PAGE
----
Half Life 2 took the gamble for online distribution, and as it turns out, people are willing to "put up" with Steam to play their favorite AAA games. Then, the authors of Rag Doll Kung Fu and Darwinia took the gamble as well, and as it turns out, people are more willing to impulse buy indie games that are 20 bucks and that they can download and have on their computer within minutes or hours. These are the same indie developers who used to live in the margins and be at the whims of publishers before Steam, and now they can market their games directly through to you, without necissarily having to worry about the expense behind boxed copies. I support their endeavours, I bought Rag Doll Kung Fu on principle, and then Red Orchestra and Defcon. I also plan on paying for NS2 when it comes out too. And I would have bought Civilization IV on Steam if I hadn't already bought a boxed copy.

And why should you feel guilty about using a crack on a game you legally paid for anyway?

Re:Too Bad... (1)

markulu (819053) | more than 7 years ago | (#16776659)

And why should you feel guilty about using a crack on a game you legally paid for anyway?

We shouldn't, but then again, we shouldn't have to use the crack in the first place. That's my point.

Don't get me wrong, I love the idea of steam, but the practical implementation of it leaves a lot to be desired.

Re:Too Bad... (1)

chrisxkelley (879631) | more than 7 years ago | (#16751395)

You know, I've heard all of this shit about steam and how gamers hate it and all that, but when I finally decided to install XP on my MacBook Pro so I could play some games, I installed steam. Using it to get games, install them, updates, run them- It's probably the easiest software I've used in a while, and it's clean and fast. I dont see what the deal is with people. Everyone bitches and moans about it because it makes it (near) impossible to steal the games.

Re:Too Bad... (1)

Reapy (688651) | more than 7 years ago | (#16753171)

I will grudginly admit steam is ok. I think my initial problem with it was being required to verify my cd key online in order to play it.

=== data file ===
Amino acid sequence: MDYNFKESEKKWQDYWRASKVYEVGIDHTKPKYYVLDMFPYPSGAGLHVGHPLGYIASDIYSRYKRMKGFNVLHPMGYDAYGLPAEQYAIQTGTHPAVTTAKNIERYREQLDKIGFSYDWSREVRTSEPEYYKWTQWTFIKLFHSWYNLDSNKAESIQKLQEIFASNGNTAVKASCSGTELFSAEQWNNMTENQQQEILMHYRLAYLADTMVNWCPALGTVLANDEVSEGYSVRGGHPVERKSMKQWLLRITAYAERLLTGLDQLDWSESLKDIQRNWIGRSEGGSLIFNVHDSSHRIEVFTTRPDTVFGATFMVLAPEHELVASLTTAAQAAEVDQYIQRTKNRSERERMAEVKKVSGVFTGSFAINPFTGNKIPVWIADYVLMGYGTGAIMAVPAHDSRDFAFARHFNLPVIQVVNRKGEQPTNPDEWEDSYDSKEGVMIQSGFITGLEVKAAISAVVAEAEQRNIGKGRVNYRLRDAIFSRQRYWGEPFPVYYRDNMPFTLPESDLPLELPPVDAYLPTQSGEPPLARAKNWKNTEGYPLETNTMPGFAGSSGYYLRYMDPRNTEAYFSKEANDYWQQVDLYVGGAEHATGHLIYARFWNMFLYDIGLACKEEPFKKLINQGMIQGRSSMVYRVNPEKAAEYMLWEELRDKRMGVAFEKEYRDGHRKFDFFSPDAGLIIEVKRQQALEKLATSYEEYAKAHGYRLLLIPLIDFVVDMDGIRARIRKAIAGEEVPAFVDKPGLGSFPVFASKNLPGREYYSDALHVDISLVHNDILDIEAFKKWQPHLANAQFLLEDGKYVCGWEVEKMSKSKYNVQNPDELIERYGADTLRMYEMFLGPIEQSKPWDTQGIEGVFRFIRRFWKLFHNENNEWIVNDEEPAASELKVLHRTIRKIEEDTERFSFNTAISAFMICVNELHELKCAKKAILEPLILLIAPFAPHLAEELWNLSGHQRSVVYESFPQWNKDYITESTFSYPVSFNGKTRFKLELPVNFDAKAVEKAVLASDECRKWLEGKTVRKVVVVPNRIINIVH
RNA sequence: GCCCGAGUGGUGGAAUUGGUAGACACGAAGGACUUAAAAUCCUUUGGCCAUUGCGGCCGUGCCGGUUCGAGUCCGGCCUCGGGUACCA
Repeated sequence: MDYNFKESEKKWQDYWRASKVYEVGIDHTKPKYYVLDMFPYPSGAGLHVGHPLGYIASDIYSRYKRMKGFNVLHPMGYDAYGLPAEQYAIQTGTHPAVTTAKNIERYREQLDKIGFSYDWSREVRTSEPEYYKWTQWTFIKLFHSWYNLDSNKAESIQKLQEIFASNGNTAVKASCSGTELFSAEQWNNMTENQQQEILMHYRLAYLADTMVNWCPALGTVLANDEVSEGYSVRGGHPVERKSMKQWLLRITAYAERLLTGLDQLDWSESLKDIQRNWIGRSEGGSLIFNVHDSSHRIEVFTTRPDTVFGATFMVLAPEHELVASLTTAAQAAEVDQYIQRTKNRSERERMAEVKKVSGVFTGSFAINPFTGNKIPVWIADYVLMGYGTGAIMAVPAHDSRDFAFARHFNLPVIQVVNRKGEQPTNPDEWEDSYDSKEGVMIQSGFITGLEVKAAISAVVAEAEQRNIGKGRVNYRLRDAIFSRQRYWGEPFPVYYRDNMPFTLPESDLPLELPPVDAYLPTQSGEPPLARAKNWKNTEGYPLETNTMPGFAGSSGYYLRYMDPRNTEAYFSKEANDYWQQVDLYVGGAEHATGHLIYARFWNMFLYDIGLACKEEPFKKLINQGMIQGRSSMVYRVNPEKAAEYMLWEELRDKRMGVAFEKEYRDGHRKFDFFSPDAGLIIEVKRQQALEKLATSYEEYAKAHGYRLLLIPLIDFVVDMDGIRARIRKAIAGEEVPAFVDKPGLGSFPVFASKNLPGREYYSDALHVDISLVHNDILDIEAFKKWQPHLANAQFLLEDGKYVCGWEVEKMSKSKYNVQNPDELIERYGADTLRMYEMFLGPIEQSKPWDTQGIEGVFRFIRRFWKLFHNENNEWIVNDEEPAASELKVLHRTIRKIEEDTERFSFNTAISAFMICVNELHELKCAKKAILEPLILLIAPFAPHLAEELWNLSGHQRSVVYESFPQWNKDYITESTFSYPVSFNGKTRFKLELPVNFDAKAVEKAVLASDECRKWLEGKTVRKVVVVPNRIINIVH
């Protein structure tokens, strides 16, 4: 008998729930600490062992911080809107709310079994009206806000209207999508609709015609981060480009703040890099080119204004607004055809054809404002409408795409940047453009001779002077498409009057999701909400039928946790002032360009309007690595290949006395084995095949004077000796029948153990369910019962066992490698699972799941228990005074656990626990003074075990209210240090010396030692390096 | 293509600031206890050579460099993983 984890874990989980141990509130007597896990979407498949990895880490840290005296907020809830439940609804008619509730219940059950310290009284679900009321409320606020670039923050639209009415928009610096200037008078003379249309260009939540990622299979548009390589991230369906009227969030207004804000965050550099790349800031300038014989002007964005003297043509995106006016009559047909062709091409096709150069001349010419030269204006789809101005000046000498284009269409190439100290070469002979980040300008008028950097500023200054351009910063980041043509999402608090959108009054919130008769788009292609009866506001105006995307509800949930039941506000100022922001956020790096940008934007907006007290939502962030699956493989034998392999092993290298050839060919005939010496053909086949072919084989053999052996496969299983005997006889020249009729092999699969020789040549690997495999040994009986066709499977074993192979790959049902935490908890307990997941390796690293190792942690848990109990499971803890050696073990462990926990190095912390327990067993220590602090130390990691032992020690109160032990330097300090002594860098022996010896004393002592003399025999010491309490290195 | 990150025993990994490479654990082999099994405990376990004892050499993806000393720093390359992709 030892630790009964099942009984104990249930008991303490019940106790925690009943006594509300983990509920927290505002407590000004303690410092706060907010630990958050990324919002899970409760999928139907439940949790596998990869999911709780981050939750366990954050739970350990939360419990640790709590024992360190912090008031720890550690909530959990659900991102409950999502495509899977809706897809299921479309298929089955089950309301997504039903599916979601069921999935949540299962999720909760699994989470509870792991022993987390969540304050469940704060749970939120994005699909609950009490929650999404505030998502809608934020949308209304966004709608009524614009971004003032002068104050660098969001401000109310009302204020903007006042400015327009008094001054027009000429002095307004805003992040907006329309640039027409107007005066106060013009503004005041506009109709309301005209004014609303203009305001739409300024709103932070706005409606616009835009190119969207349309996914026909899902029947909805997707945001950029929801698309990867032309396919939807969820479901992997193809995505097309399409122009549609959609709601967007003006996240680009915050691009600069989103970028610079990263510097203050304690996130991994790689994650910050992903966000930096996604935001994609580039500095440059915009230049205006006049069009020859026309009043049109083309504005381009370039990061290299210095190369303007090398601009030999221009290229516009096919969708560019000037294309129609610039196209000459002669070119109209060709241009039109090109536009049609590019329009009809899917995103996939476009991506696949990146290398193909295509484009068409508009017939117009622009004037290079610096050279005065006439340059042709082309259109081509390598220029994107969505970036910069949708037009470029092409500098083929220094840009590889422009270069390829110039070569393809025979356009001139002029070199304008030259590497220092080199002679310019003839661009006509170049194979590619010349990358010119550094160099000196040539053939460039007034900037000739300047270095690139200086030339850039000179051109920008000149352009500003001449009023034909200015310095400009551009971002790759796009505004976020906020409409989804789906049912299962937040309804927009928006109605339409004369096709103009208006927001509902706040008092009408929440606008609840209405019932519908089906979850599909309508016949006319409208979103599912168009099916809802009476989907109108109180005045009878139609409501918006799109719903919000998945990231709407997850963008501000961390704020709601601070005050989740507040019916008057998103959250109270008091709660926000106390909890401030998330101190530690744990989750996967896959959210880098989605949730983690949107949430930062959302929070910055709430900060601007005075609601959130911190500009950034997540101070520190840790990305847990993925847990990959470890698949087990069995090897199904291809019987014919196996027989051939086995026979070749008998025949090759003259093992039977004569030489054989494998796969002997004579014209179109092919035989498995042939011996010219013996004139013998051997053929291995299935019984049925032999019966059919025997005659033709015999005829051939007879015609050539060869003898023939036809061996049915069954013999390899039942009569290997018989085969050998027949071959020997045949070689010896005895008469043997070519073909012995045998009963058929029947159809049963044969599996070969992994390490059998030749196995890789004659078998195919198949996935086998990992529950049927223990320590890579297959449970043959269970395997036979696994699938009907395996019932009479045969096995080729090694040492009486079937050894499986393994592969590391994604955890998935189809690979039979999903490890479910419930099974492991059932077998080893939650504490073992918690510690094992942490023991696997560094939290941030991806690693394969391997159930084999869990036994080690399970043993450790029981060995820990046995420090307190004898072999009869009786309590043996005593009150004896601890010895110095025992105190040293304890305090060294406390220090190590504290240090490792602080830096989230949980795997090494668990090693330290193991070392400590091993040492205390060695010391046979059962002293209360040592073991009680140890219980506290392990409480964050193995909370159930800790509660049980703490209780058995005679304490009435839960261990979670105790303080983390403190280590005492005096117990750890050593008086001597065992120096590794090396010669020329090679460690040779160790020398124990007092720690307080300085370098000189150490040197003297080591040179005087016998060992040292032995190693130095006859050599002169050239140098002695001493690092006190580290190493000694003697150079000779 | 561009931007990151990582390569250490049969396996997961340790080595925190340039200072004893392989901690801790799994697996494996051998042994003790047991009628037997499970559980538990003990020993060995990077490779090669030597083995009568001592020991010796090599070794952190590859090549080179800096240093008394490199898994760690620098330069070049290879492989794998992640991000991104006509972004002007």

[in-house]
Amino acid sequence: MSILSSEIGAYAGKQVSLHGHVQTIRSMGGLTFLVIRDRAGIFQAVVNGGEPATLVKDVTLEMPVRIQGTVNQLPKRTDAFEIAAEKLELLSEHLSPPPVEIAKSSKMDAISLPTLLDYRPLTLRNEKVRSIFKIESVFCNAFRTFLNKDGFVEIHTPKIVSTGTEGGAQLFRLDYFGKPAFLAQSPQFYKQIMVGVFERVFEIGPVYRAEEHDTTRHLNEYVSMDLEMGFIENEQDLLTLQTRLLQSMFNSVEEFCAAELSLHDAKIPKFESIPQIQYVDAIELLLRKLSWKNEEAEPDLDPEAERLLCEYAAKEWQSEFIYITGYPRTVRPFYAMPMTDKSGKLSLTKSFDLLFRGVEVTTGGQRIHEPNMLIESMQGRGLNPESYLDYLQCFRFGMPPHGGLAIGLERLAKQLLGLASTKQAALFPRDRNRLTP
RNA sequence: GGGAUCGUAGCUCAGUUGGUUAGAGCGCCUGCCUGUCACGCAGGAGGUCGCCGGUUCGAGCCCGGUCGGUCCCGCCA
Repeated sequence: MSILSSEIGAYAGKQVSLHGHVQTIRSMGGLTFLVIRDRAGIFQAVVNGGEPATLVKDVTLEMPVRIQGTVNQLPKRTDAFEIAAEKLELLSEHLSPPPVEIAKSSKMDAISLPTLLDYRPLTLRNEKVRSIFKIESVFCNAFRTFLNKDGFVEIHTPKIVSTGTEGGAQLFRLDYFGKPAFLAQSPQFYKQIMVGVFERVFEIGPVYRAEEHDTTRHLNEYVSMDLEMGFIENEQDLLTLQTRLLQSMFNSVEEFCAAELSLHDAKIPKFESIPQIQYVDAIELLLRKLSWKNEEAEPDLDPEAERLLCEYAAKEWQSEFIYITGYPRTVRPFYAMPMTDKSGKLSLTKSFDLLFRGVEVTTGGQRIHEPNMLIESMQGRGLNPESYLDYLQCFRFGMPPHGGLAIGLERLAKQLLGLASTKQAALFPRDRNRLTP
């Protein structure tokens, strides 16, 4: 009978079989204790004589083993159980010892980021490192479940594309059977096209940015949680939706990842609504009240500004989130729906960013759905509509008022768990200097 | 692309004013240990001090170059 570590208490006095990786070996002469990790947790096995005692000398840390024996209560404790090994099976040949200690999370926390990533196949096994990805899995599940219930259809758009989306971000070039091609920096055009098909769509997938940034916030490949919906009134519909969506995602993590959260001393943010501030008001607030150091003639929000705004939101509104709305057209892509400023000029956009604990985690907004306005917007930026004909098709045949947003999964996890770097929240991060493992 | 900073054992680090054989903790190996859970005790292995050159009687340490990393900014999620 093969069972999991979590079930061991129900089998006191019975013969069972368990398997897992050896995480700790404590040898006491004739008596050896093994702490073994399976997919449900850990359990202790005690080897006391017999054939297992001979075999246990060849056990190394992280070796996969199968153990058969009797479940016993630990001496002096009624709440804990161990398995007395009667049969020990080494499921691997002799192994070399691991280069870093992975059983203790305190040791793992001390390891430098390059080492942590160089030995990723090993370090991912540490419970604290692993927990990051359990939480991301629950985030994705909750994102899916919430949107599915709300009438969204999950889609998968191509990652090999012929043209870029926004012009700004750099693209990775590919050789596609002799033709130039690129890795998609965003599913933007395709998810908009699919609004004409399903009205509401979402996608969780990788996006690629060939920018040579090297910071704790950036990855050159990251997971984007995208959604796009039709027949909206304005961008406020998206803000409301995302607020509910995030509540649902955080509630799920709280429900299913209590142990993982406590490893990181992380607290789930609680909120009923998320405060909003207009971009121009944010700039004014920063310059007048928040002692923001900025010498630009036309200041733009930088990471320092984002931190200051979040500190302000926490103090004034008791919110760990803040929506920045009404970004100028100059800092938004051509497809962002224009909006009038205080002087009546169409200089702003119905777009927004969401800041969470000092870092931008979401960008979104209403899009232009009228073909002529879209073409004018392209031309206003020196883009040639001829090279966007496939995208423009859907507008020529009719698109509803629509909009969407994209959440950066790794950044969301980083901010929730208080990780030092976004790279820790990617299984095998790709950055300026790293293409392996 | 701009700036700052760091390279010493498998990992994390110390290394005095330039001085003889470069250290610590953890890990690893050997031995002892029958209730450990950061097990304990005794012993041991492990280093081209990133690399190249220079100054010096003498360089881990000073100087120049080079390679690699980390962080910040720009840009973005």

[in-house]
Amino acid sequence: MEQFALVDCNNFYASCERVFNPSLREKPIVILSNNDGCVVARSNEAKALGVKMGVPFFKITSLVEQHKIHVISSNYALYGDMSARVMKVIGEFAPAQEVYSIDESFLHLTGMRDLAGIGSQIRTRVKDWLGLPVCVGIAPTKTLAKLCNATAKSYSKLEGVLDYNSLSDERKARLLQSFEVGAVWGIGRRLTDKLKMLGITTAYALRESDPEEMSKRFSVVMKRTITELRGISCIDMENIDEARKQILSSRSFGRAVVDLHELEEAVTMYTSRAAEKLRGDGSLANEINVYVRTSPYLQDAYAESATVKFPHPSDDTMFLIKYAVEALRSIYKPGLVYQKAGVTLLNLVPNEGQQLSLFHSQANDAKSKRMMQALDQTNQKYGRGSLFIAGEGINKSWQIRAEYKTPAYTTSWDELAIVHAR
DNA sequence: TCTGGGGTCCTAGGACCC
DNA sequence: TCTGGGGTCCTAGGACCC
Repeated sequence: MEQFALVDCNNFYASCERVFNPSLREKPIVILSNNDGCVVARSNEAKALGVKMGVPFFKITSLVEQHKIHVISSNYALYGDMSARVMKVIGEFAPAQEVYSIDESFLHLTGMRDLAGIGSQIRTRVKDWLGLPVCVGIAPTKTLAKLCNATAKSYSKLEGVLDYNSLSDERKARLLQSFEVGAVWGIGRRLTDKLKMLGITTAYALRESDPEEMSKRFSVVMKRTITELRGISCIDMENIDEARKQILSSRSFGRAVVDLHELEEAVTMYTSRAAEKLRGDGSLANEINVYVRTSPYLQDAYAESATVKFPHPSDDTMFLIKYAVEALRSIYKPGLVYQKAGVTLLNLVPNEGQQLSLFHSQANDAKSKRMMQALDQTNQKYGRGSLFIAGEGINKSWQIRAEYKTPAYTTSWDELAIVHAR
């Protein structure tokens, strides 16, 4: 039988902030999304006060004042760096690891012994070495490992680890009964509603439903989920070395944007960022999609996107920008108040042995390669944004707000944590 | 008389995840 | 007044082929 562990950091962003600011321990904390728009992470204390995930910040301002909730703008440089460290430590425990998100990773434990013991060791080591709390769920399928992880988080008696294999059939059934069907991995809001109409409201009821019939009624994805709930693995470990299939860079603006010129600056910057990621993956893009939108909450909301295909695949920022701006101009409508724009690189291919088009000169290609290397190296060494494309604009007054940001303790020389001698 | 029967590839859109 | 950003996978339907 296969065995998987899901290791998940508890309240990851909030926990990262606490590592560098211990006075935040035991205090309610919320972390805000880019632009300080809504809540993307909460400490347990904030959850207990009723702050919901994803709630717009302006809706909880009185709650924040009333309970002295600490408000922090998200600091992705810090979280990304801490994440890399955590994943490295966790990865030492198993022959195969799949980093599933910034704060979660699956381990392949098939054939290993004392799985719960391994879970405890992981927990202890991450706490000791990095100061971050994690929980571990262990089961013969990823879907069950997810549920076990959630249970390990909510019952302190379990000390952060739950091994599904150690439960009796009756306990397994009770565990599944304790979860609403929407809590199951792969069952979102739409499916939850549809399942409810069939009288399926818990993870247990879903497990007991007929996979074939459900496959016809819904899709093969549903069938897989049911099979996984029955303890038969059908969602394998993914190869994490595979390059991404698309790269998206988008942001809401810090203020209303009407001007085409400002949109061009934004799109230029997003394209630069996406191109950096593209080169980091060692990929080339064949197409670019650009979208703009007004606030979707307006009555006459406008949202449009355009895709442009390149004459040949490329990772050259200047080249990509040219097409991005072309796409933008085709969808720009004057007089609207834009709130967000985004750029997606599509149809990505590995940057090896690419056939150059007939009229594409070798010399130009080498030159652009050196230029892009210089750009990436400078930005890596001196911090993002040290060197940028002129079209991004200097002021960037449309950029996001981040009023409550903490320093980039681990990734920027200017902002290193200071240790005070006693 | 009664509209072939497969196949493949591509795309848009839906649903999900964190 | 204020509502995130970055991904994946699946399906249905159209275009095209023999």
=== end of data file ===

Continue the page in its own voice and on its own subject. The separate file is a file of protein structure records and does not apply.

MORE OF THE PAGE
My biggest problem with is with source, which makes me want to throw up all over the place! I never made it through hl2, and I really wanted to. :((

Re:Too Bad... (0)

Anonymous Coward | more than 7 years ago | (#16890802)

When did you last try Steam? I know a lot of people who tried it in the early days, vowed never to use it and are now missing out since the improvements.

Why is this news? (0)

Anonymous Coward | more than 7 years ago | (#16743547)

Why is this Valve advertisment posted on Slashdot?

They say nothing revolutionary here, it's just "we did the most obvious thing we could think of, btw you should buy engine licenses from us".

Yes, this method is an obvious way to get some benefit from a small number of extra hardware threads. But it is *not* future proof. This approach may give good CPU utilization up to perhaps 10-20 threads, but after that it will start to take a big dive. Games are not easily parallellisable. For now, it's sufficient to split off some low hanging fruit onto extra cores and get a decent CPU utilization, but what happens in a few years? Intel claims that they will have 80 core CPUs by then so it's probably not unreasonable to think that the next "next gen" consoles will have at least 50 hardware threads or so.

So what the hell do we do? Are our current tools (C/C++) really sufficent for programming non-easily-parallellisible applications like game engines when we have to scale to the high tens, and low hundreds of threads? I don't think so. Just like using assembly exclusively to program a next gen console engine is theoretically possible, but practically impossible, using C++ to program massively multithreaded game engines will simply not be feasible.
So what the hell do we do?

Personally, my bet is on languages like Haskell. Purely functional programming makes multithreading easy, and for the imperative bits it has transactional memory (no locks, no deadlocks, and finally composability even with multithreading). Haskell itself may be too slow, so we may need to find a non-lazy version (laziness is basically the biggest performance problem Haskell has) for it to be practical. But then again, the highly conservative estimate of 2x worse performance compared to C++ (it's usually better) still means that it'll win out with enough threads (a hypothetical C++ program which simply isn't feasible to write is slower than an actual and correct Haskell program).